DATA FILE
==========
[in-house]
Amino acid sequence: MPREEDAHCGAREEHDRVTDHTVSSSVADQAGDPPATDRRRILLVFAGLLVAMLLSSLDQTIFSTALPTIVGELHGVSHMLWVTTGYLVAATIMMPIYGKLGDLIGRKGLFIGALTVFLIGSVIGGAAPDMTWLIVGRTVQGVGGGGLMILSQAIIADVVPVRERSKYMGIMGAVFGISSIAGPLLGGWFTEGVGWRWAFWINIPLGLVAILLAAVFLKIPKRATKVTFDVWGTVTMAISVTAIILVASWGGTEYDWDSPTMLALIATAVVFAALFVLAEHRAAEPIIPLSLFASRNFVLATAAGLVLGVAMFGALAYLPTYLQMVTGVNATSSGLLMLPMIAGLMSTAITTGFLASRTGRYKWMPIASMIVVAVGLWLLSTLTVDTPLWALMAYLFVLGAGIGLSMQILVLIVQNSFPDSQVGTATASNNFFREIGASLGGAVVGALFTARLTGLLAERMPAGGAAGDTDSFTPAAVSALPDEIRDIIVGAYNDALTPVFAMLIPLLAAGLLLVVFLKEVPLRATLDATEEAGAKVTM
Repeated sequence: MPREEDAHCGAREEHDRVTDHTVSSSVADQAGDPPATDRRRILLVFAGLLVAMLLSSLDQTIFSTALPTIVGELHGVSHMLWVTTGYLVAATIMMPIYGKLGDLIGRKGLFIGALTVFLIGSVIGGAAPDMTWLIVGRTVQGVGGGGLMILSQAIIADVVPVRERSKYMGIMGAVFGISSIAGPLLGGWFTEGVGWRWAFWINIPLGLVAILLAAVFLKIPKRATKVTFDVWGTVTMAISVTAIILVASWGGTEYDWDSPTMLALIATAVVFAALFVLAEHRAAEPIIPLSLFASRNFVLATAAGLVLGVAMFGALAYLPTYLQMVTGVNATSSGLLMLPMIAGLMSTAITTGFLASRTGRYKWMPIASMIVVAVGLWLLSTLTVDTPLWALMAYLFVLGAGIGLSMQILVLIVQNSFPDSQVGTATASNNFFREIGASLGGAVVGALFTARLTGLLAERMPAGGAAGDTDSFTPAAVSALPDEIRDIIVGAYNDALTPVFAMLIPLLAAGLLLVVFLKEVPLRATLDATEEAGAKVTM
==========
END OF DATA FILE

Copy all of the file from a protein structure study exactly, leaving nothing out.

[in-house]
Amino acid sequence: MPREEDAHCGAREEHDRVTDHTVSSSVADQAGDPPATDRRRILLVFAGLLVAMLLSSLDQTIFSTALPTIVGELHGVSHMLWVTTGYLVAATIMMPIYGKLGDLIGRKGLFIGALTVFLIGSVIGGAAPDMTWLIVGRTVQGVGGGGLMILSQAIIADVVPVRERSKYMGIMGAVFGISSIAGPLLGGWFTEGVGWRWAFWINIPLGLVAILLAAVFLKIPKRATKVTFDVWGTVTMAISVTAIILVASWGGTEYDWDSPTMLALIATAVVFAALFVLAEHRAAEPIIPLSLFASRNFVLATAAGLVLGVAMFGALAYLPTYLQMVTGVNATSSGLLMLPMIAGLMSTAITTGFLASRTGRYKWMPIASMIVVAVGLWLLSTLTVDTPLWALMAYLFVLGAGIGLSMQILVLIVQNSFPDSQVGTATASNNFFREIGASLGGAVVGALFTARLTGLLAERMPAGGAAGDTDSFTPAAVSALPDEIRDIIVGAYNDALTPVFAMLIPLLAAGLLLVVFLKEVPLRATLDATEEAGAKVTM
Repeated sequence: MPREEDAHCGAREEHDRVTDHTVSSSVADQAGDPPATDRRRILLVFAGLLVAMLLSSLDQTIFSTALPTIVGELHGVSHMLWVTTGYLVAATIMMPIYGKLGDLIGRKGLFIGALTVFLIGSVIGGAAPDMTWLIVGRTVQGVGGGGLMILSQAIIADVVPVRERSKYMGIMGAVFGISSIAGPLLGGWFTEGVGWRWAFWINIPLGLVAILLAAVFLKIPKRATKVTFDVWGTVTMAISVTAIILVASWGGTEYDWDSPTMLALIATAVVFAALFVLAEHRAAEPIIPLSLFASRNFVLATAAGLVLGVAMFGALAYLPTYLQMVTGVNATSSGLLMLPMIAGLMSTAITTGFLASRTGRYKWMPIASMIVVAVGLWLLSTLTVDTPLWALMAYLFVLGAGIGLSMQILVLIVQNSFPDSQVGTATASNNFFREIGASLGGAVVGALFTARLTGLLAERMPAGGAAGDTDSFTPAAVSALPDEIRDIIVGAYNDALTPVFAMLIPLLAAGLLLVVFLKEVPLRATLDATEEAGAKVTM